Hmmm, now I´m really confused. I just uploaded a batch of files to Getty Images from a visit at Tio Pepe Bodega in Jerez De La Frontera. I did a quick search on Gettys page to see if it was ok to upload these type of images, and sure, there where images in Gettys catalog from other photographers inside the bodegas of Tio Pepe, images with casks, barrels and winecellars. All the existing images was marked as editorials, so I also marked all the images in the batch as editorials just to be sure. I spent 4 hours with names, descriptions and keywords, and uploaded a batch with 29 images.
Rejection, rejection, rejection
Here´s the really strange part. All the images taken of the buildings from the outside was accepted, and the building exteriors are very much recognizable. But marked as editorials this is normally perfectly fine. But… here it comes, the images from inside the winecellars, where it’s difficult to recognize anything were rejected, even marked as editorial??? This gives no meaning at all. Here are some examples:
Exterior from the Bodega of Tio Pepe and Gonzalez Byass – Image accepted as editorial
And then a rejection from the same shoot (there are several images on Getty with the same motif and from the same location accepted as editorial. So why do Getty accept this from some commercial contributors, and then reject same type of images from others??:
The same building as the image above, marked as editorial, but now i suddendly need a property release??
Ok, don’t buy the need for a property release on this one, so I guess maybe Getty are now using AI for their quality control? Machines taking care of the review? The next image may prove that this is the case, Getty Images is asking for a property release on this image, reason, RECOGNIZABLE PROPERTY, REJECTED!!—-WTF!!!:
I don’t see any recognizable property in this image, do you? If you do, please comment below. If it is a human reviewer, I guess he/she must have been drinking whats in the glasses before reviewing the image
So, dear fellow Getty Contributors, be sure to get a property release before you shoot an image of your coffee cup on a table, and nothing else is visible or recognizable…. just to be shure. So, just as an experiment I also uploaded the images to Shutterstock, Dreamstime and Alamy.
As soon as I have recived the reviews I will do a follow up post with result.
Ahh, it’s Friday. I had a pretty busy week, and I have delivered 58 new images to Getty. In addition I have been working on getting a good workflow with Capture One, and now after processing a large number of files I feel that my editing speed is close to what I had in Lightroom. I’m also stunned about the quality i get from my Fuji X files. So, still excited about C1.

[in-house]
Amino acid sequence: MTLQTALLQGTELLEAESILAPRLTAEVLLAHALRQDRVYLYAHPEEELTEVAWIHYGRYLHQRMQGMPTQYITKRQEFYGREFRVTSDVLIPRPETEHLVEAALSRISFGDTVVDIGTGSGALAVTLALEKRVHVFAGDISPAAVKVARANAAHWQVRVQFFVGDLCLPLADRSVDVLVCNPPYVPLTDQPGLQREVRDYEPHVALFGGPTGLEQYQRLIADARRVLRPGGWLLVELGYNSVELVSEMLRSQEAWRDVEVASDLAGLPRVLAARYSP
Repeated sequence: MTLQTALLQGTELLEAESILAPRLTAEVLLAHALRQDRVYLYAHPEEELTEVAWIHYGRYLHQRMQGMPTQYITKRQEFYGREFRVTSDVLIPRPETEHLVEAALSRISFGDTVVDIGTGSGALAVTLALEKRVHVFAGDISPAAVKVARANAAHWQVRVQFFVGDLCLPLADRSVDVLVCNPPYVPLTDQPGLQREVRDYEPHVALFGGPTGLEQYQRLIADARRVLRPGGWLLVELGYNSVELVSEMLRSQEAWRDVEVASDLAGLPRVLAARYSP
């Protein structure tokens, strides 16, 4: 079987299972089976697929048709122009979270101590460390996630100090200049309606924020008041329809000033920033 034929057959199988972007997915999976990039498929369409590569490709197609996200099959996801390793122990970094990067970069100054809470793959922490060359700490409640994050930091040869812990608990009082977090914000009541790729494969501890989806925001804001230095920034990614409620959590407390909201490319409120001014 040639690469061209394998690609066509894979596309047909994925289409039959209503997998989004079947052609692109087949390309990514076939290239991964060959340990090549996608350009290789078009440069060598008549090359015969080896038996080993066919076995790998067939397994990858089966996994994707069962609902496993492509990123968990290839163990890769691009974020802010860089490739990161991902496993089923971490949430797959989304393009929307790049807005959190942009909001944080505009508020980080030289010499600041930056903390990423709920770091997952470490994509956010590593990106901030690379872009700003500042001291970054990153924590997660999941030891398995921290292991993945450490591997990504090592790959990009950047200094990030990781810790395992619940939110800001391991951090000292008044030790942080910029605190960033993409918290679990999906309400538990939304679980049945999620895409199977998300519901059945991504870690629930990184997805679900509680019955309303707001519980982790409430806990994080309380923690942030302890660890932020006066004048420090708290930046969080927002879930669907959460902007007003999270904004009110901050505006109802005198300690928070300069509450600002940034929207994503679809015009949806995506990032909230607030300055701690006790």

Brexit has been the big thing for stock photographers for a while, and I have produced some stockphotos using brexit as a theme:
I know that both Poland and Spain mentioned leaving the European Union, and i did a small search for “spexit” images. There are a few, but I decided to make two “Concept of Spexit” images. Both accepted by Getty Images:
The really big thing in the news at the moment is he Corona Virus, so I’m also planning to make some consept images with that topic. So, did I take any “normal” images this week? The answer is yes. I went for a trip photographing wind turbines, alternativ green energy is also a hot topic these days. I’m not so sure how green the energy coming from wind turbines is, but it’s a popular topic.
Stock agencies also looking for images of happy seniors, so I did a shoot on the beach. Here in Tarifa they call it the silver generations, or silver surfers.
So, to conclude the week, It’s been really good. I’m also very pleased with my acceptance rate @ Getty, for the last 90 days it’s 86%, not to bad 🙂 Have a great weekend.
I have been a Adobe Lightroom user since it first came out. I know the software in and out, but the last couple of years I have been unhappy how Lightroom render my Fuji files. The typical “worming” issue is really bad after I got my X-T3, and it’s very difficult to solve.
Yes, I’ve been reading and testing all the solutions posted in different groups. The “own” way for sharpen X-trans files, run all the images through Irident X-transformer and so on without any luck. The worming issue and som kind of wierd pixalation is stil very visible on my images. The problem does not show up on all images, but it’s very strong on images taken at sunrise and sunset, also when the camera is on a tripod and the images are taken with lowest calibrated ISO.
I saw a video from landscape photographer Thomas Heaton, He did a test with prints from Lightroom, and the worming effect was not visible on the printed media. He also mentioned the need for using Irident X-transformer, and that solved the problem. However, Irident does not solve the problems on my X-T3 files! I use the standard settings for conversion from RAF to DNG, and the worms are still very visible.